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have a 350 4 bolt main and want to rebuild!!!

 
jds72076
I love my Chevy Chevette!
Posts: 2
Joined: 03/08
Posted: 03/19/08 02:15 PM

i bought a 1970 monte carlo thats has a 350 4-bolt in it, it was recently rebuilt and has lots of new goodies on it. the only problem is, the oilpan has a hole about the size of a golf ball on the front left side of it. the previous owner told me he wasnt running it hard when it blew, but he also told me it sounded funny that morning and blew that evening. my guess maybe some over looked flaws in the rods during the rebuild. the is going to be my first attempt to rebuild a v-8 engine. i havent really been around a lot of rebuilding or barely know anything about it. any suggestions other than hiring someone to do it? whats the first thing i need to do? the previous owner said the crank has been turned once.....any suggestions appreciated  

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wieder
My first time was in a Chevy
Posts: 214
Joined: 03/08
Posted: 03/19/08 05:10 PM

Tear it down to just a long block and let a machine shop do the rest of the disassembly.Have them call you and show you all the damage they found whenever they get to it, a good machine shop is always backed up.Establish a good relationship with whomever you choose and talk to them before you buy any parts for the 350 when that time comes. WIEDER  

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jds72076
I love my Chevy Chevette!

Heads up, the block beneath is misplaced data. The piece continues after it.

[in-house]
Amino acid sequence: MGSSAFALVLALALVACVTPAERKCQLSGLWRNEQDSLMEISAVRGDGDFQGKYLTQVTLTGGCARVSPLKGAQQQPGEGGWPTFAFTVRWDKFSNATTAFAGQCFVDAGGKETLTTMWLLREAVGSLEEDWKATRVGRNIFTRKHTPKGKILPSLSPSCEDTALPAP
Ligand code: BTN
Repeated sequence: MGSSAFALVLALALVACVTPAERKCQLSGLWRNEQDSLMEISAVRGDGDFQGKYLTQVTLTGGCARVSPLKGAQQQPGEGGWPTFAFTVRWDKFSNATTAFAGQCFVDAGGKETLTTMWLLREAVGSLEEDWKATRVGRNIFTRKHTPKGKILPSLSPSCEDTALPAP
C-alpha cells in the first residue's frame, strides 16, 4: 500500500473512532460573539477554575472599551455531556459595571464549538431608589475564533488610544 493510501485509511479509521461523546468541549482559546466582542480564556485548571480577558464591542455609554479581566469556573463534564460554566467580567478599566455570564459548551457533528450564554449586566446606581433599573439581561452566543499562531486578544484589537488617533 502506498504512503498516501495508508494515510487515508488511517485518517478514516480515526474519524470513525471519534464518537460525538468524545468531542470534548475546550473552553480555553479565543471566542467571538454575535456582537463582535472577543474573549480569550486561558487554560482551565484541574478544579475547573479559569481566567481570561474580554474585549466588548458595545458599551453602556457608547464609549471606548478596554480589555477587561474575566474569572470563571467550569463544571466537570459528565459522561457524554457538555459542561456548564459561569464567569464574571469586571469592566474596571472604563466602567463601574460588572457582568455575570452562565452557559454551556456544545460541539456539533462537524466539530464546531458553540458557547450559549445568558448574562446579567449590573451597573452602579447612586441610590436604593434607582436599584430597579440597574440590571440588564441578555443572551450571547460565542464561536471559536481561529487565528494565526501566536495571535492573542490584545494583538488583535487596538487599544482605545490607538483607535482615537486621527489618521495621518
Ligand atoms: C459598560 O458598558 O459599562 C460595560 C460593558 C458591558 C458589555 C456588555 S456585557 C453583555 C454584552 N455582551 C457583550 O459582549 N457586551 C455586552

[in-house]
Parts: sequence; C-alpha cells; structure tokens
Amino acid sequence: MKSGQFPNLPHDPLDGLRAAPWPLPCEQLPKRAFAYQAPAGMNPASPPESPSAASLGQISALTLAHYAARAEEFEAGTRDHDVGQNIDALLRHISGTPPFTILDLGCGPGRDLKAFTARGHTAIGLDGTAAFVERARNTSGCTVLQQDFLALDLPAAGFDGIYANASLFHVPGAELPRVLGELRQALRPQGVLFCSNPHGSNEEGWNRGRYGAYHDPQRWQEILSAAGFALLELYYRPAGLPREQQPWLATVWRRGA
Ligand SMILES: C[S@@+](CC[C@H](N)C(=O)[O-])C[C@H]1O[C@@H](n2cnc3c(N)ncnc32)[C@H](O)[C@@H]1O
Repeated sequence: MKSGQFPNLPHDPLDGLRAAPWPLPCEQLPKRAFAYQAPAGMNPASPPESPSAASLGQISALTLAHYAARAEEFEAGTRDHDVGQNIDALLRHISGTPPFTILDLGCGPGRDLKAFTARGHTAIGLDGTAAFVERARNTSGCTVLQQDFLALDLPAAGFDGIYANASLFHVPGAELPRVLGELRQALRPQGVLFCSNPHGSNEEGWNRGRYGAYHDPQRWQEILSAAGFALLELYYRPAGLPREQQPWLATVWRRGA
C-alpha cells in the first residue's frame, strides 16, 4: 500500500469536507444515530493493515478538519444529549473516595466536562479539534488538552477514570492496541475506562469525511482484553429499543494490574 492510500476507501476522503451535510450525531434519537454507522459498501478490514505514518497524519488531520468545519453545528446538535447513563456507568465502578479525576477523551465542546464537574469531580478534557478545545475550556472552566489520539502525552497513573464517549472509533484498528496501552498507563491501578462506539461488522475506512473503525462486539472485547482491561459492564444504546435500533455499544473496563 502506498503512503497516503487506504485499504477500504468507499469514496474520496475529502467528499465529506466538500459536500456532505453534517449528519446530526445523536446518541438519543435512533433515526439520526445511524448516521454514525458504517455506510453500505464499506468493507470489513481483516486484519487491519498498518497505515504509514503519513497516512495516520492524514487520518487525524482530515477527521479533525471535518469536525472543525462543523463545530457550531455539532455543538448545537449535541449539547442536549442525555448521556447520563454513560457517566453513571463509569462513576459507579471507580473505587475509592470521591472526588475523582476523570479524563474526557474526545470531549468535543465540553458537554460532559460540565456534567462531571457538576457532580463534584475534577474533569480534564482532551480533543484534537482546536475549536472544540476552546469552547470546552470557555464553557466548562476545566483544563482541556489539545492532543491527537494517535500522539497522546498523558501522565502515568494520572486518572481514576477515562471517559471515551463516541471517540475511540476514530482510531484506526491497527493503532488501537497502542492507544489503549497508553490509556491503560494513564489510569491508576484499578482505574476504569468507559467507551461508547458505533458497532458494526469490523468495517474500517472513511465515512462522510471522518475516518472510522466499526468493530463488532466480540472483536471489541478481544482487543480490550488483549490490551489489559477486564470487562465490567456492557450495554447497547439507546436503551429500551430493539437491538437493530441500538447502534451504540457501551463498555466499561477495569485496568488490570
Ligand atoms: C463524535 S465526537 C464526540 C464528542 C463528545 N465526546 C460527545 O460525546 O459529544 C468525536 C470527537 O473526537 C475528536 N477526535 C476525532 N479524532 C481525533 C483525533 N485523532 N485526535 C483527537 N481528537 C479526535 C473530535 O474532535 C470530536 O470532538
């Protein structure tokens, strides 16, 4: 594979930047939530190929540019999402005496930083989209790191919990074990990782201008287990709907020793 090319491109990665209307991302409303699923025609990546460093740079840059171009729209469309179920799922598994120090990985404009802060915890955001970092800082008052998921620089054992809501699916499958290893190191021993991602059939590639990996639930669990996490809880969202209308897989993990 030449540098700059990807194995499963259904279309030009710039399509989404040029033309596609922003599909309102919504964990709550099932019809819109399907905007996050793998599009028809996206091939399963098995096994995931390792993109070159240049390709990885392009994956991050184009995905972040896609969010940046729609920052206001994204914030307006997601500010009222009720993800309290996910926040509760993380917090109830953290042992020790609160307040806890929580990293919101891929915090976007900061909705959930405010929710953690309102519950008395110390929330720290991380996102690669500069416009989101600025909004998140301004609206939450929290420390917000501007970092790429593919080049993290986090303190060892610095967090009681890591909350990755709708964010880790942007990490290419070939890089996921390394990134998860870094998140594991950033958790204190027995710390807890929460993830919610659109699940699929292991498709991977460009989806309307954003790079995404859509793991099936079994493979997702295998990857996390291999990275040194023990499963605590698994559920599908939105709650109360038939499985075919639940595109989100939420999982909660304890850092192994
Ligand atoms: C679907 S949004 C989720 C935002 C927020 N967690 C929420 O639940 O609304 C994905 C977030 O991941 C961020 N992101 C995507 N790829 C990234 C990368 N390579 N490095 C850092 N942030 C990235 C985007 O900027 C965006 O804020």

Posts: 2
Joined: 03/08
Posted: 03/20/08 10:11 AM

should I remove the heads? if so is there anything i should know before i do? also it there anything i should do or know before i start, such as a certain way of removing bolts in any specific order? i am very mechanically inclined but im a rookie at doing this....thanks for all the help!!!!!  

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wieder
My first time was in a Chevy
Posts: 214
Joined: 03/08
Posted: 03/20/08 07:59 PM

If your curious,sure take the heads off and for good practice loosen bolts in sequence like if you were installing the heads.Which is usally clockwise and work your way out from the center of the head some might disagree and might have a better method it's not as important as installing I think but it's a good habit to establish.Let us know what the vehicle is along w/trans type rear gears   WIEDER  

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wieder
My first time was in a Chevy
Posts: 214
Joined: 03/08
Posted: 03/20/08 10:51 PM

Oh Ya Uh 70 Monte  

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towletransport
I love my Chevy Chevette!
Posts: 12
Joined: 03/08
Posted: 03/21/08 12:15 PM

I need some advice on chosing a cam for my chevy 350 bargain basement summit crate motor.Its has an edelbrock performer intake on it with 4-barrel quadrajet.I was told to consider comp cams high energy or extreme energy cams.My plan is to bolt on torqer heads by world products,67cc combustion chambers,170 cc runners.  

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canted
I have an SS396 tatoo
Posts: 499
Joined: 02/08
Posted: 03/21/08 05:47 PM

Before you put a great deal of work into this engine, j. You may want to pull it and remove the pan. With a rod hole in the pan, you may find out that this engine is not worth repairing. With the engine turning thousands of RPM's, it is a safe bet that the rod whacked things other than the pan. The crankshaft could be history and even the block itself. With that kind of damage, you would be money ahead swaping the "goodies" to another shortblock.  
Jim
70 El Camino
461 solid, m20,
pics in readers rides
thanks for over 3000 views

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leviakashock
My first time was in a Chevy
Posts: 135